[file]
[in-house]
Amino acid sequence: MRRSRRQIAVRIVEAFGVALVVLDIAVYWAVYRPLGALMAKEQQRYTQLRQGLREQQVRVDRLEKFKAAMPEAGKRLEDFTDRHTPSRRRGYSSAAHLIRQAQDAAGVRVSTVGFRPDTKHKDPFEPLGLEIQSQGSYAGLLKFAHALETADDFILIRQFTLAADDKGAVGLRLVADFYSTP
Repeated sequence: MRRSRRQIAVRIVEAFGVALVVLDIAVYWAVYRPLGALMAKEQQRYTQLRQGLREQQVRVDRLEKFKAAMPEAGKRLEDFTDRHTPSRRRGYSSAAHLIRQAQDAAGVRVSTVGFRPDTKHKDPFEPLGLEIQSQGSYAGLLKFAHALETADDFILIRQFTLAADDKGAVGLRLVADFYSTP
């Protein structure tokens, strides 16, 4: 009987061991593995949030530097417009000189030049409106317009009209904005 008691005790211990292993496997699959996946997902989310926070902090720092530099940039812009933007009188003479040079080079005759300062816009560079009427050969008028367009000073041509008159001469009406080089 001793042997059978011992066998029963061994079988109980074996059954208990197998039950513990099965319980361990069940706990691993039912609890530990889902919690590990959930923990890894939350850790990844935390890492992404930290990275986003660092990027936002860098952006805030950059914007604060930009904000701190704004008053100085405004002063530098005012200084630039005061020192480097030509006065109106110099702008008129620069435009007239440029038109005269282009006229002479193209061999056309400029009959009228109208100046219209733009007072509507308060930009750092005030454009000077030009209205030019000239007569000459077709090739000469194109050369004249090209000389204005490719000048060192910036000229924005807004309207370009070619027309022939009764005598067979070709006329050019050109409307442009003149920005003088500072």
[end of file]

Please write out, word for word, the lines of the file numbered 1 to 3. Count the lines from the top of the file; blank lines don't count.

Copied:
[in-house]
Amino acid sequence: MRRSRRQIAVRIVEAFGVALVVLDIAVYWAVYRPLGALMAKEQQRYTQLRQGLREQQVRVDRLEKFKAAMPEAGKRLEDFTDRHTPSRRRGYSSAAHLIRQAQDAAGVRVSTVGFRPDTKHKDPFEPLGLEIQSQGSYAGLLKFAHALETADDFILIRQFTLAADDKGAVGLRLVADFYSTP
Repeated sequence: MRRSRRQIAVRIVEAFGVALVVLDIAVYWAVYRPLGALMAKEQQRYTQLRQGLREQQVRVDRLEKFKAAMPEAGKRLEDFTDRHTPSRRRGYSSAAHLIRQAQDAAGVRVSTVGFRPDTKHKDPFEPLGLEIQSQGSYAGLLKFAHALETADDFILIRQFTLAADDKGAVGLRLVADFYSTP